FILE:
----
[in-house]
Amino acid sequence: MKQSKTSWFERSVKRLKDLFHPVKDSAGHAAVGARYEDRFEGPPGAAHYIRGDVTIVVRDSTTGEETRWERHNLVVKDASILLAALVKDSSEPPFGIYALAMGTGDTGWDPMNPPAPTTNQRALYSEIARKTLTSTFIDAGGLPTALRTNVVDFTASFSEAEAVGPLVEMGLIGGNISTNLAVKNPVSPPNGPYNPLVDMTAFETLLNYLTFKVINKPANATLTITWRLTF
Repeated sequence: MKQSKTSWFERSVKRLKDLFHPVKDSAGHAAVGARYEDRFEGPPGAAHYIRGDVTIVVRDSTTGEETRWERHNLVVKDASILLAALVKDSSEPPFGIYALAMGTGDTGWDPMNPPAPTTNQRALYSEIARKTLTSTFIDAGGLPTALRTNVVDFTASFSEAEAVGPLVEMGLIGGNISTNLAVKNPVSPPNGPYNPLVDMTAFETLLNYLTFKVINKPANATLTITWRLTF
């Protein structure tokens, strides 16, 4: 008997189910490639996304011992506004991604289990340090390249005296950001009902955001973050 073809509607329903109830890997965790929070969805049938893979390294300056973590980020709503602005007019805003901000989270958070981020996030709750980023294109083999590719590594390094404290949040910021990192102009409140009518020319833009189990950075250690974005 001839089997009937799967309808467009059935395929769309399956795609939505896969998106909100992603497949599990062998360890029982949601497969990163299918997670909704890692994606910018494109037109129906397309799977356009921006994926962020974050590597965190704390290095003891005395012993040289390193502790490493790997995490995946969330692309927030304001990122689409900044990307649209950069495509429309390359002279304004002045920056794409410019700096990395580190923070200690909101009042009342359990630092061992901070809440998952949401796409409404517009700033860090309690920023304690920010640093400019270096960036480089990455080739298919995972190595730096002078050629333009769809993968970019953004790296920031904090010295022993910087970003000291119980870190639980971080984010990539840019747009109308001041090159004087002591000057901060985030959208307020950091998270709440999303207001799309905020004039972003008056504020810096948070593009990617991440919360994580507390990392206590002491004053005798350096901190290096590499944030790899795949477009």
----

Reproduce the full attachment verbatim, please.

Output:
[in-house]
Amino acid sequence: MKQSKTSWFERSVKRLKDLFHPVKDSAGHAAVGARYEDRFEGPPGAAHYIRGDVTIVVRDSTTGEETRWERHNLVVKDASILLAALVKDSSEPPFGIYALAMGTGDTGWDPMNPPAPTTNQRALYSEIARKTLTSTFIDAGGLPTALRTNVVDFTASFSEAEAVGPLVEMGLIGGNISTNLAVKNPVSPPNGPYNPLVDMTAFETLLNYLTFKVINKPANATLTITWRLTF
Repeated sequence: MKQSKTSWFERSVKRLKDLFHPVKDSAGHAAVGARYEDRFEGPPGAAHYIRGDVTIVVRDSTTGEETRWERHNLVVKDASILLAALVKDSSEPPFGIYALAMGTGDTGWDPMNPPAPTTNQRALYSEIARKTLTSTFIDAGGLPTALRTNVVDFTASFSEAEAVGPLVEMGLIGGNISTNLAVKNPVSPPNGPYNPLVDMTAFETLLNYLTFKVINKPANATLTITWRLTF
């Protein structure tokens, strides 16, 4: 008997189910490639996304011992506004991604289990340090390249005296950001009902955001973050 073809509607329903109830890997965790929070969805049938893979390294300056973590980020709503602005007019805003901000989270958070981020996030709750980023294109083999590719590594390094404290949040910021990192102009409140009518020319833009189990950075250690974005 001839089997009937799967309808467009059935395929769309399956795609939505896969998106909100992603497949599990062998360890029982949601497969990163299918997670909704890692994606910018494109037109129906397309799977356009921006994926962020974050590597965190704390290095003891005395012993040289390193502790490493790997995490995946969330692309927030304001990122689409900044990307649209950069495509429309390359002279304004002045920056794409410019700096990395580190923070200690909101009042009342359990630092061992901070809440998952949401796409409404517009700033860090309690920023304690920010640093400019270096960036480089990455080739298919995972190595730096002078050629333009769809993968970019953004790296920031904090010295022993910087970003000291119980870190639980971080984010990539840019747009109308001041090159004087002591000057901060985030959208307020950091998270709440999303207001799309905020004039972003008056504020810096948070593009990617991440919360994580507390990392206590002491004053005798350096901190290096590499944030790899795949477009």